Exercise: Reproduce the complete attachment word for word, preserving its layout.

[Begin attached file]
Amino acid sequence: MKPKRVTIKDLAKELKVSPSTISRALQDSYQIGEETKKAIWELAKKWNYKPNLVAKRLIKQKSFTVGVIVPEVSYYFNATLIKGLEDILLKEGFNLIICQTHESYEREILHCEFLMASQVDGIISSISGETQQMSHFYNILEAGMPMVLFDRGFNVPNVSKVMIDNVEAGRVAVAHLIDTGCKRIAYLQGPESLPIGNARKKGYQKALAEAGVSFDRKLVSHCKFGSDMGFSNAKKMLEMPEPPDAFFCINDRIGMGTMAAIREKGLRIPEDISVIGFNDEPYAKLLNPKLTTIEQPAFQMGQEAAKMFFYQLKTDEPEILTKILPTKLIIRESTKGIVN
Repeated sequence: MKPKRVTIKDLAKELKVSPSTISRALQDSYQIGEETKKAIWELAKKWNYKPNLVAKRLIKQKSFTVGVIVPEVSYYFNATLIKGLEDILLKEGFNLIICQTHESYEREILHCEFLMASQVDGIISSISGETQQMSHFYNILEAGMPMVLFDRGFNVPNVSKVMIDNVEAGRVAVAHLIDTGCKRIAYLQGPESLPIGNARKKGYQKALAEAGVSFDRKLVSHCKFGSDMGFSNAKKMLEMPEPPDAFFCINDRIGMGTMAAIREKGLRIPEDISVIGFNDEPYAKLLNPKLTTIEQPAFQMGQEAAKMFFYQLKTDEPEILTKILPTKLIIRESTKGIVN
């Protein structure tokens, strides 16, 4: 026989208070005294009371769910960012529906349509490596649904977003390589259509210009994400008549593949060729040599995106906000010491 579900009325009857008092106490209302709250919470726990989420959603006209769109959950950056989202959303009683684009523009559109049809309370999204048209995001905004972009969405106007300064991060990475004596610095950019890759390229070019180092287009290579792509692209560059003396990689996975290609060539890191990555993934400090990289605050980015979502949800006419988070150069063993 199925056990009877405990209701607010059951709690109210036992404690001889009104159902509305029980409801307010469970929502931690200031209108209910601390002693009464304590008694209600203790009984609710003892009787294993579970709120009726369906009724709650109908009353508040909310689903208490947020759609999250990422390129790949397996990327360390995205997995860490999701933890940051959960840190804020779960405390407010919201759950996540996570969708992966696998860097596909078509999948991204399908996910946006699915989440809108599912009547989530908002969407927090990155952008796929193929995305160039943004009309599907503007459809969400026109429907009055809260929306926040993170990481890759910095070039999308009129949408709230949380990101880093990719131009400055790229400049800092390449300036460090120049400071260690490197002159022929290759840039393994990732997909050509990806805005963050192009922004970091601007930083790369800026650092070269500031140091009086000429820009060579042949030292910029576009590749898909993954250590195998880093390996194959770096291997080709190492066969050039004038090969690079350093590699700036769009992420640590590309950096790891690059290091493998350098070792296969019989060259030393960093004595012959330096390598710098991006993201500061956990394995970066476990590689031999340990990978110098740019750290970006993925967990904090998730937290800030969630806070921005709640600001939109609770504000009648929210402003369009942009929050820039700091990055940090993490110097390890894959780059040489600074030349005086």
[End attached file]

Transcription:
Amino acid sequence: MKPKRVTIKDLAKELKVSPSTISRALQDSYQIGEETKKAIWELAKKWNYKPNLVAKRLIKQKSFTVGVIVPEVSYYFNATLIKGLEDILLKEGFNLIICQTHESYEREILHCEFLMASQVDGIISSISGETQQMSHFYNILEAGMPMVLFDRGFNVPNVSKVMIDNVEAGRVAVAHLIDTGCKRIAYLQGPESLPIGNARKKGYQKALAEAGVSFDRKLVSHCKFGSDMGFSNAKKMLEMPEPPDAFFCINDRIGMGTMAAIREKGLRIPEDISVIGFNDEPYAKLLNPKLTTIEQPAFQMGQEAAKMFFYQLKTDEPEILTKILPTKLIIRESTKGIVN
Repeated sequence: MKPKRVTIKDLAKELKVSPSTISRALQDSYQIGEETKKAIWELAKKWNYKPNLVAKRLIKQKSFTVGVIVPEVSYYFNATLIKGLEDILLKEGFNLIICQTHESYEREILHCEFLMASQVDGIISSISGETQQMSHFYNILEAGMPMVLFDRGFNVPNVSKVMIDNVEAGRVAVAHLIDTGCKRIAYLQGPESLPIGNARKKGYQKALAEAGVSFDRKLVSHCKFGSDMGFSNAKKMLEMPEPPDAFFCINDRIGMGTMAAIREKGLRIPEDISVIGFNDEPYAKLLNPKLTTIEQPAFQMGQEAAKMFFYQLKTDEPEILTKILPTKLIIRESTKGIVN
């Protein structure tokens, strides 16, 4: 026989208070005294009371769910960012529906349509490596649904977003390589259509210009994400008549593949060729040599995106906000010491 579900009325009857008092106490209302709250919470726990989420959603006209769109959950950056989202959303009683684009523009559109049809309370999204048209995001905004972009969405106007300064991060990475004596610095950019890759390229070019180092287009290579792509692209560059003396990689996975290609060539890191990555993934400090990289605050980015979502949800006419988070150069063993 199925056990009877405990209701607010059951709690109210036992404690001889009104159902509305029980409801307010469970929502931690200031209108209910601390002693009464304590008694209600203790009984609710003892009787294993579970709120009726369906009724709650109908009353508040909310689903208490947020759609999250990422390129790949397996990327360390995205997995860490999701933890940051959960840190804020779960405390407010919201759950996540996570969708992966696998860097596909078509999948991204399908996910946006699915989440809108599912009547989530908002969407927090990155952008796929193929995305160039943004009309599907503007459809969400026109429907009055809260929306926040993170990481890759910095070039999308009129949408709230949380990101880093990719131009400055790229400049800092390449300036460090120049400071260690490197002159022929290759840039393994990732997909050509990806805005963050192009922004970091601007930083790369800026650092070269500031140091009086000429820009060579042949030292910029576009590749898909993954250590195998880093390996194959770096291997080709190492066969050039004038090969690079350093590699700036769009992420640590590309950096790891690059290091493998350098070792296969019989060259030393960093004595012959330096390598710098991006993201500061956990394995970066476990590689031999340990990978110098740019750290970006993925967990904090998730937290800030969630806070921005709640600001939109609770504000009648929210402003369009942009929050820039700091990055940090993490110097390890894959780059040489600074030349005086």